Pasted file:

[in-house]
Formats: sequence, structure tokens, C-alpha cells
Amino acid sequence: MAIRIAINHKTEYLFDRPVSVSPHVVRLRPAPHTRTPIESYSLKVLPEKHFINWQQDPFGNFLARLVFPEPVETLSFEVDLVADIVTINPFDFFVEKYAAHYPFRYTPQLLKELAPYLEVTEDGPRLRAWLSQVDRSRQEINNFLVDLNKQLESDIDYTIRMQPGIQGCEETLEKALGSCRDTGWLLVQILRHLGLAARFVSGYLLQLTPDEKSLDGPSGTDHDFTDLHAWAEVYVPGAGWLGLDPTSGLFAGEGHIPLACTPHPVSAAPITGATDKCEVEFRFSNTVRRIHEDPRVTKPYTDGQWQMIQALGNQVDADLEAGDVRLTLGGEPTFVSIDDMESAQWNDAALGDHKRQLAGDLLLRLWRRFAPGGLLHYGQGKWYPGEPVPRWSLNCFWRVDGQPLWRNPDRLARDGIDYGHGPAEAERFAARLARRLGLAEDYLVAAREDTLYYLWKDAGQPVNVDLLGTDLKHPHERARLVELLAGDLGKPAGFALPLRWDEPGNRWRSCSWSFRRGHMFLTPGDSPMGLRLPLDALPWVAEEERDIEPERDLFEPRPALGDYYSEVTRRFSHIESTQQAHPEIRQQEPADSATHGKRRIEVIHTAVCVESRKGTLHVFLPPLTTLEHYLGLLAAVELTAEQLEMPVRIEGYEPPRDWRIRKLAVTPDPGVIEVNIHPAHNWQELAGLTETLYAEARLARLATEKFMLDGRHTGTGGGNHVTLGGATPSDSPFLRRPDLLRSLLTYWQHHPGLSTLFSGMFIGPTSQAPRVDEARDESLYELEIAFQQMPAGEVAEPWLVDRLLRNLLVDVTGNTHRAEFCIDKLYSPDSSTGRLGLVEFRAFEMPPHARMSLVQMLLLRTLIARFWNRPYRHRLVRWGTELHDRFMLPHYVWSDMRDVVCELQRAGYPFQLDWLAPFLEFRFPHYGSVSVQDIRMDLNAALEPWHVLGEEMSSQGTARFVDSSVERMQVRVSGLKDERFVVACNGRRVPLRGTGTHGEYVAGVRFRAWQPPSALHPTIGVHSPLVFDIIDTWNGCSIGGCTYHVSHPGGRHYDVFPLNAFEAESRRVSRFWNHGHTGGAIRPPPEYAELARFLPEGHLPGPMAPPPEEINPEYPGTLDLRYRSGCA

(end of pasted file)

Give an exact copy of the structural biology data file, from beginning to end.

[in-house]
Formats: sequence, structure tokens, C-alpha cells
Amino acid sequence: MAIRIAINHKTEYLFDRPVSVSPHVVRLRPAPHTRTPIESYSLKVLPEKHFINWQQDPFGNFLARLVFPEPVETLSFEVDLVADIVTINPFDFFVEKYAAHYPFRYTPQLLKELAPYLEVTEDGPRLRAWLSQVDRSRQEINNFLVDLNKQLESDIDYTIRMQPGIQGCEETLEKALGSCRDTGWLLVQILRHLGLAARFVSGYLLQLTPDEKSLDGPSGTDHDFTDLHAWAEVYVPGAGWLGLDPTSGLFAGEGHIPLACTPHPVSAAPITGATDKCEVEFRFSNTVRRIHEDPRVTKPYTDGQWQMIQALGNQVDADLEAGDVRLTLGGEPTFVSIDDMESAQWNDAALGDHKRQLAGDLLLRLWRRFAPGGLLHYGQGKWYPGEPVPRWSLNCFWRVDGQPLWRNPDRLARDGIDYGHGPAEAERFAARLARRLGLAEDYLVAAREDTLYYLWKDAGQPVNVDLLGTDLKHPHERARLVELLAGDLGKPAGFALPLRWDEPGNRWRSCSWSFRRGHMFLTPGDSPMGLRLPLDALPWVAEEERDIEPERDLFEPRPALGDYYSEVTRRFSHIESTQQAHPEIRQQEPADSATHGKRRIEVIHTAVCVESRKGTLHVFLPPLTTLEHYLGLLAAVELTAEQLEMPVRIEGYEPPRDWRIRKLAVTPDPGVIEVNIHPAHNWQELAGLTETLYAEARLARLATEKFMLDGRHTGTGGGNHVTLGGATPSDSPFLRRPDLLRSLLTYWQHHPGLSTLFSGMFIGPTSQAPRVDEARDESLYELEIAFQQMPAGEVAEPWLVDRLLRNLLVDVTGNTHRAEFCIDKLYSPDSSTGRLGLVEFRAFEMPPHARMSLVQMLLLRTLIARFWNRPYRHRLVRWGTELHDRFMLPHYVWSDMRDVVCELQRAGYPFQLDWLAPFLEFRFPHYGSVSVQDIRMDLNAALEPWHVLGEEMSSQGTARFVDSSVERMQVRVSGLKDERFVVACNGRRVPLRGTGTHGEYVAGVRFRAWQPPSALHPTIGVHSPLVFDIIDTWNGCSIGGCTYHVSHPGGRHYDVFPLNAFEAESRRVSRFWNHGHTGGAIRPPPEYAELARFLPEGHLPGPMAPPPEEINPEYPGTLDLRYRSGCA